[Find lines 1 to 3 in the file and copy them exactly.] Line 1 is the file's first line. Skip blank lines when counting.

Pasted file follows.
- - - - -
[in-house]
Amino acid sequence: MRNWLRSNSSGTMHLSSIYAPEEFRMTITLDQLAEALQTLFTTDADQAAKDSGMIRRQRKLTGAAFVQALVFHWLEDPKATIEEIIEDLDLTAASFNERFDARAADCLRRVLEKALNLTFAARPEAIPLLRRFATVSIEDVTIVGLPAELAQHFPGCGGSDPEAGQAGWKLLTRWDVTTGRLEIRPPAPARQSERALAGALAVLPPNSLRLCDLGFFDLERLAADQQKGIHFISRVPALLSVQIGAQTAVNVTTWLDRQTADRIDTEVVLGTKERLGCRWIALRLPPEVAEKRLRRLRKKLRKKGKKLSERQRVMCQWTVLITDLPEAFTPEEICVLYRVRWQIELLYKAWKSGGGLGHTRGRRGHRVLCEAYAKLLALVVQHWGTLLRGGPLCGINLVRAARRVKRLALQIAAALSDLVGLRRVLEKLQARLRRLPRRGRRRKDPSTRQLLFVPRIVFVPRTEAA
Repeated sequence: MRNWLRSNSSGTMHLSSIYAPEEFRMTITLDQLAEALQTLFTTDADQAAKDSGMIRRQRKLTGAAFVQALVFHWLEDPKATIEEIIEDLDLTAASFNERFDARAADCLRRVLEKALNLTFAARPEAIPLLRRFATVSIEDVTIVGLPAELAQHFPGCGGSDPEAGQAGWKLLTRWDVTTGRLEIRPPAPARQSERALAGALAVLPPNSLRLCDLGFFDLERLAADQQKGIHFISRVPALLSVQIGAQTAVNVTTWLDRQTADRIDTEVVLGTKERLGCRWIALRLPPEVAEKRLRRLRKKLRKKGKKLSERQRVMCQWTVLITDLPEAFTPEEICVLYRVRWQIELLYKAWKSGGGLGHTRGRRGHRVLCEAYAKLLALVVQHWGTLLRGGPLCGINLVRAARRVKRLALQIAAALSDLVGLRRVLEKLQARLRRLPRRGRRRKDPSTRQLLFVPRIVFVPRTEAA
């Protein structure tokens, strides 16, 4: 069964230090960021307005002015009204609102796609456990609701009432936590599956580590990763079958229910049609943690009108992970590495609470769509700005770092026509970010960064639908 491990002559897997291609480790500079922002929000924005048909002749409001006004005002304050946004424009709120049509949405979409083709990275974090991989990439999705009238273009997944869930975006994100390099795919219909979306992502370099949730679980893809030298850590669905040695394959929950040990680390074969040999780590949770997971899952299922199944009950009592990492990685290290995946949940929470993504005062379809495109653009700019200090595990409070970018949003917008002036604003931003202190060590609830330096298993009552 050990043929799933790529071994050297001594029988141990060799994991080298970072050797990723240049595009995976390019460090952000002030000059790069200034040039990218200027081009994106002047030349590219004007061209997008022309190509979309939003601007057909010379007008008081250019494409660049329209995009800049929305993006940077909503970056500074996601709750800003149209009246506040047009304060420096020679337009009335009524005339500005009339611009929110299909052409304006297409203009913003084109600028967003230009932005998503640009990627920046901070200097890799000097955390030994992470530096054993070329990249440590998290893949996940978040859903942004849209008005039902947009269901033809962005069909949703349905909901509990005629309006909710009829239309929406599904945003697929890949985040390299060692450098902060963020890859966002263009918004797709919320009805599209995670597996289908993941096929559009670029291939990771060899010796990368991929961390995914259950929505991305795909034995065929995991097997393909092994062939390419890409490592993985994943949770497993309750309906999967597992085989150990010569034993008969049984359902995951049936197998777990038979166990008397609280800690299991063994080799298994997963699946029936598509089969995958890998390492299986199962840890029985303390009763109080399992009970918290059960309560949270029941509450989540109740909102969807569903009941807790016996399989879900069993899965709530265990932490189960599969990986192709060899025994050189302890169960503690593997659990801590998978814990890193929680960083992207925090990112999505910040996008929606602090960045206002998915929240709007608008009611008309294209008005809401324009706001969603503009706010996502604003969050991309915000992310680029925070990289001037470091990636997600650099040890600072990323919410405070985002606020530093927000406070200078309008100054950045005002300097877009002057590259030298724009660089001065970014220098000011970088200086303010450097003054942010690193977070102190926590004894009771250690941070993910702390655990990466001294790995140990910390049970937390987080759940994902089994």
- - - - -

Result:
[in-house]
Amino acid sequence: MRNWLRSNSSGTMHLSSIYAPEEFRMTITLDQLAEALQTLFTTDADQAAKDSGMIRRQRKLTGAAFVQALVFHWLEDPKATIEEIIEDLDLTAASFNERFDARAADCLRRVLEKALNLTFAARPEAIPLLRRFATVSIEDVTIVGLPAELAQHFPGCGGSDPEAGQAGWKLLTRWDVTTGRLEIRPPAPARQSERALAGALAVLPPNSLRLCDLGFFDLERLAADQQKGIHFISRVPALLSVQIGAQTAVNVTTWLDRQTADRIDTEVVLGTKERLGCRWIALRLPPEVAEKRLRRLRKKLRKKGKKLSERQRVMCQWTVLITDLPEAFTPEEICVLYRVRWQIELLYKAWKSGGGLGHTRGRRGHRVLCEAYAKLLALVVQHWGTLLRGGPLCGINLVRAARRVKRLALQIAAALSDLVGLRRVLEKLQARLRRLPRRGRRRKDPSTRQLLFVPRIVFVPRTEAA
Repeated sequence: MRNWLRSNSSGTMHLSSIYAPEEFRMTITLDQLAEALQTLFTTDADQAAKDSGMIRRQRKLTGAAFVQALVFHWLEDPKATIEEIIEDLDLTAASFNERFDARAADCLRRVLEKALNLTFAARPEAIPLLRRFATVSIEDVTIVGLPAELAQHFPGCGGSDPEAGQAGWKLLTRWDVTTGRLEIRPPAPARQSERALAGALAVLPPNSLRLCDLGFFDLERLAADQQKGIHFISRVPALLSVQIGAQTAVNVTTWLDRQTADRIDTEVVLGTKERLGCRWIALRLPPEVAEKRLRRLRKKLRKKGKKLSERQRVMCQWTVLITDLPEAFTPEEICVLYRVRWQIELLYKAWKSGGGLGHTRGRRGHRVLCEAYAKLLALVVQHWGTLLRGGPLCGINLVRAARRVKRLALQIAAALSDLVGLRRVLEKLQARLRRLPRRGRRRKDPSTRQLLFVPRIVFVPRTEAA